I’m delighted you asked...
...but as I am unclear on the clusivity of we, I shall answer not in the semantically ambiguous first person plural but in the far more concrete first person singular, explaining what I myself do. I merely run whatever lowercased text string through the following one-to-one transliteration set via a simple little ᴄʟɪ tool written in Perl, wherein I map each code point from the first set to the one that figures immediately below it:
This does not always produce the most appealing of results in our selected type face, but in the fullness of time this too shall pass.
This is currently less that idea, given its current incompleteness: there’s nothing for x or q, and s and f are so newly defined that support for them in your computer’s implementation of our selected Georgia face may be poor, triggering an ugly font-substitution algorithm to kick in.
Because these are actual code points not out-of-band formatting mark-up, this has the advantage of surviving reuse of the content which loses formatting. However, it has the disadvantage of being at the mercy of whoever cut the type, er, created the electronic font.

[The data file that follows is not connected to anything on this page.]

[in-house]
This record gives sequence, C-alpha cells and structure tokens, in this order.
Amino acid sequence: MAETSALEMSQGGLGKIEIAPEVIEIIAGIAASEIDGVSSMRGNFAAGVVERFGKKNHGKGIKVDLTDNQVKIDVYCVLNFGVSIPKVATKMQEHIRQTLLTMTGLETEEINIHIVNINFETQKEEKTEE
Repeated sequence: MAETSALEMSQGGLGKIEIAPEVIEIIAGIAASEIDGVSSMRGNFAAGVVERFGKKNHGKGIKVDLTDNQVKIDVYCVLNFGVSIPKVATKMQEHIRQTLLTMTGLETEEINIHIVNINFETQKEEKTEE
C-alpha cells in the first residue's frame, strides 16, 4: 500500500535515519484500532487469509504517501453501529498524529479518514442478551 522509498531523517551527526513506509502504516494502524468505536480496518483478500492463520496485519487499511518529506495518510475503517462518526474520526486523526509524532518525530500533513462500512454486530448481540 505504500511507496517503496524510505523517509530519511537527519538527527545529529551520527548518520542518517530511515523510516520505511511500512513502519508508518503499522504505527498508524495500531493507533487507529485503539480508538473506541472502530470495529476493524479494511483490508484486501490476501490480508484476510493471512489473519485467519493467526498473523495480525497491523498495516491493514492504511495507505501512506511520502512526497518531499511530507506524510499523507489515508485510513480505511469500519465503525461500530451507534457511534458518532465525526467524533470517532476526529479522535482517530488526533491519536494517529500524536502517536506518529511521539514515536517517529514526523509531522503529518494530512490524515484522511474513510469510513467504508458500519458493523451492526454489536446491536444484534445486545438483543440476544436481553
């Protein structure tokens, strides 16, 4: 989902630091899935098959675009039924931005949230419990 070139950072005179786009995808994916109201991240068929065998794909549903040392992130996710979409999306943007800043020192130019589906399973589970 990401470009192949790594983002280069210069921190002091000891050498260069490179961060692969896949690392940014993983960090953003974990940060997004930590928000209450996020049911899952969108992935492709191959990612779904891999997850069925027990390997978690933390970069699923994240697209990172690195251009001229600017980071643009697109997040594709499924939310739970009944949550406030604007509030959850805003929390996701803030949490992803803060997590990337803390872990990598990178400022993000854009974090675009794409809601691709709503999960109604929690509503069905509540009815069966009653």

If the CSS style sheet for our site could be modified so that when someone used
**bold** here it produced a span with this CSS style hint:
font-feature-settings: "smcp" 1
Then we could in the most trivial of ways employ the actual small capitals in our own font, allowing us to produce text like this via simple markdown(content credit to the ᴏᴇᴅ, typesetting my own):
click here to see properly rendered without compression artifacts
Isn’t that elegant? It’s how real dictionaries do things, you know, and quite useful in scholarly text. Alas, my ancient entreaties that this be done fall ever on ears deaf to the request and eyes blind to the aesthetics of type well set.
If I had my druthers, all inline
**bold markup** on ᴇʟᴜ would magically work this way, with the font’s actual bold reserved for headers where it belongs, not used as inline weighting where specifying bold would map to native small capitals.
Plus it would give Professor Lawler’s weighting score another ᴄᴏɴᴛʀᴏʟ-ᴍᴇᴛᴀ-ᴄᴏᴋᴇ-ʙᴏᴛᴛʟᴇ bucky bit to dress up one’s postings with. :)